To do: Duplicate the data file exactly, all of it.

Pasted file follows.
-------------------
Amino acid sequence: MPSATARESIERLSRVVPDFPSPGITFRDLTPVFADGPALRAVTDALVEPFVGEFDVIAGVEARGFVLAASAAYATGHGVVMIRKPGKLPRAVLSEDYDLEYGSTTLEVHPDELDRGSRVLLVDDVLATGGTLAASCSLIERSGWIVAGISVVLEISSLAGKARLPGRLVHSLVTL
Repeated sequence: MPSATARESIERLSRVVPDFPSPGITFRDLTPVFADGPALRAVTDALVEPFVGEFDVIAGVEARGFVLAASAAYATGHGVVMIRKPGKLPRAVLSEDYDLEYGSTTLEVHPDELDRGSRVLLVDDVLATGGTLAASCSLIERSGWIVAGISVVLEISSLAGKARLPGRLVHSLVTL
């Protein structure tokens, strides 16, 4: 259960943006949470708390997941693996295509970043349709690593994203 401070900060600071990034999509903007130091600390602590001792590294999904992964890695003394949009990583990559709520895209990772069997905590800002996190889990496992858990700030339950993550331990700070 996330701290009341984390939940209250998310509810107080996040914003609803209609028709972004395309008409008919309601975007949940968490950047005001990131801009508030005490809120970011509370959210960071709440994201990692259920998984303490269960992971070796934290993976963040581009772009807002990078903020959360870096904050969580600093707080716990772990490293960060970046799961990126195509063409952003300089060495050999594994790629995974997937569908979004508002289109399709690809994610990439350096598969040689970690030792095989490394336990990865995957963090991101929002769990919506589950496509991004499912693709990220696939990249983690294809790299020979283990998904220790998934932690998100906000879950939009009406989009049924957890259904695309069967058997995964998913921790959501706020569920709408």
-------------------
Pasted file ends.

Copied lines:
Amino acid sequence: MPSATARESIERLSRVVPDFPSPGITFRDLTPVFADGPALRAVTDALVEPFVGEFDVIAGVEARGFVLAASAAYATGHGVVMIRKPGKLPRAVLSEDYDLEYGSTTLEVHPDELDRGSRVLLVDDVLATGGTLAASCSLIERSGWIVAGISVVLEISSLAGKARLPGRLVHSLVTL
Repeated sequence: MPSATARESIERLSRVVPDFPSPGITFRDLTPVFADGPALRAVTDALVEPFVGEFDVIAGVEARGFVLAASAAYATGHGVVMIRKPGKLPRAVLSEDYDLEYGSTTLEVHPDELDRGSRVLLVDDVLATGGTLAASCSLIERSGWIVAGISVVLEISSLAGKARLPGRLVHSLVTL
């Protein structure tokens, strides 16, 4: 259960943006949470708390997941693996295509970043349709690593994203 401070900060600071990034999509903007130091600390602590001792590294999904992964890695003394949009990583990559709520895209990772069997905590800002996190889990496992858990700030339950993550331990700070 996330701290009341984390939940209250998310509810107080996040914003609803209609028709972004395309008409008919309601975007949940968490950047005001990131801009508030005490809120970011509370959210960071709440994201990692259920998984303490269960992971070796934290993976963040581009772009807002990078903020959360870096904050969580600093707080716990772990490293960060970046799961990126195509063409952003300089060495050999594994790629995974997937569908979004508002289109399709690809994610990439350096598969040689970690030792095989490394336990990865995957963090991101929002769990919506589950496509991004499912693709990220696939990249983690294809790299020979283990998904220790998934932690998100906000879950939009009406989009049924957890259904695309069967058997995964998913921790959501706020569920709408």